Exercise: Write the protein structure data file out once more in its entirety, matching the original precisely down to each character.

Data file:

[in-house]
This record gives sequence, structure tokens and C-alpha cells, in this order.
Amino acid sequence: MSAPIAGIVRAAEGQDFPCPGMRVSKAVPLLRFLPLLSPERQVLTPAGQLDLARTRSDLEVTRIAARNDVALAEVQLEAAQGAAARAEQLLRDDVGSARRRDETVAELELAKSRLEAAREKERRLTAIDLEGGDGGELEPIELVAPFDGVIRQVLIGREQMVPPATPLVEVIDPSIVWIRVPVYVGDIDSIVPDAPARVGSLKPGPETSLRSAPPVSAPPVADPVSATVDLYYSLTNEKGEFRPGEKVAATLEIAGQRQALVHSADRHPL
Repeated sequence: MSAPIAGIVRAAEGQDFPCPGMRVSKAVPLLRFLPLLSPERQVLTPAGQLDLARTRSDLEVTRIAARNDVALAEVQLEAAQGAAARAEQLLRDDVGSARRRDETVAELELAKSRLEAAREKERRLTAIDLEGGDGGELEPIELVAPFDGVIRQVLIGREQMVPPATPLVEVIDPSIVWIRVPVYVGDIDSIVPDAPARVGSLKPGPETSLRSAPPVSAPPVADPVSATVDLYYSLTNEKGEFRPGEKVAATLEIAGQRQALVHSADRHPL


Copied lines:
[in-house]
This record gives sequence, structure tokens and C-alpha cells, in this order.
Amino acid sequence: MSAPIAGIVRAAEGQDFPCPGMRVSKAVPLLRFLPLLSPERQVLTPAGQLDLARTRSDLEVTRIAARNDVALAEVQLEAAQGAAARAEQLLRDDVGSARRRDETVAELELAKSRLEAAREKERRLTAIDLEGGDGGELEPIELVAPFDGVIRQVLIGREQMVPPATPLVEVIDPSIVWIRVPVYVGDIDSIVPDAPARVGSLKPGPETSLRSAPPVSAPPVADPVSATVDLYYSLTNEKGEFRPGEKVAATLEIAGQRQALVHSADRHPL
Repeated sequence: MSAPIAGIVRAAEGQDFPCPGMRVSKAVPLLRFLPLLSPERQVLTPAGQLDLARTRSDLEVTRIAARNDVALAEVQLEAAQGAAARAEQLLRDDVGSARRRDETVAELELAKSRLEAAREKERRLTAIDLEGGDGGELEPIELVAPFDGVIRQVLIGREQMVPPATPLVEVIDPSIVWIRVPVYVGDIDSIVPDAPARVGSLKPGPETSLRSAPPVSAPPVADPVSATVDLYYSLTNEKGEFRPGEKVAATLEIAGQRQALVHSADRHPL